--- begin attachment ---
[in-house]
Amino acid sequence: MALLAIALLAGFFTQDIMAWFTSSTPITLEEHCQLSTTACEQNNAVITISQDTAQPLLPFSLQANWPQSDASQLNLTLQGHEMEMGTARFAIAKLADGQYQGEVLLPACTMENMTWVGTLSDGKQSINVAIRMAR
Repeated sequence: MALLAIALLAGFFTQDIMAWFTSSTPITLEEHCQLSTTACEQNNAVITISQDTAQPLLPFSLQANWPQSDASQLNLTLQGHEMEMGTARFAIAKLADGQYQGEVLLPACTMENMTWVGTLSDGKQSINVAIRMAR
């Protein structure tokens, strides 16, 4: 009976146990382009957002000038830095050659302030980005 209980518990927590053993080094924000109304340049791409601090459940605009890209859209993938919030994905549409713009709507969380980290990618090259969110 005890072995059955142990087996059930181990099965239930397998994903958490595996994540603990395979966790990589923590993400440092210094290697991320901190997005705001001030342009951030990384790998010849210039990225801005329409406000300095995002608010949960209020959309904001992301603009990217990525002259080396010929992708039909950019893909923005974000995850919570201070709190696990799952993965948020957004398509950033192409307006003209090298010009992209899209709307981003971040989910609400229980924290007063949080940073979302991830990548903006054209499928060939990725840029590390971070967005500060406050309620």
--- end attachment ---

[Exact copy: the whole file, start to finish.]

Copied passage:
[in-house]
Amino acid sequence: MALLAIALLAGFFTQDIMAWFTSSTPITLEEHCQLSTTACEQNNAVITISQDTAQPLLPFSLQANWPQSDASQLNLTLQGHEMEMGTARFAIAKLADGQYQGEVLLPACTMENMTWVGTLSDGKQSINVAIRMAR
Repeated sequence: MALLAIALLAGFFTQDIMAWFTSSTPITLEEHCQLSTTACEQNNAVITISQDTAQPLLPFSLQANWPQSDASQLNLTLQGHEMEMGTARFAIAKLADGQYQGEVLLPACTMENMTWVGTLSDGKQSINVAIRMAR
């Protein structure tokens, strides 16, 4: 009976146990382009957002000038830095050659302030980005 209980518990927590053993080094924000109304340049791409601090459940605009890209859209993938919030994905549409713009709507969380980290990618090259969110 005890072995059955142990087996059930181990099965239930397998994903958490595996994540603990395979966790990589923590993400440092210094290697991320901190997005705001001030342009951030990384790998010849210039990225801005329409406000300095995002608010949960209020959309904001992301603009990217990525002259080396010929992708039909950019893909923005974000995850919570201070709190696990799952993965948020957004398509950033192409307006003209090298010009992209899209709307981003971040989910609400229980924290007063949080940073979302991830990548903006054209499928060939990725840029590390971070967005500060406050309620």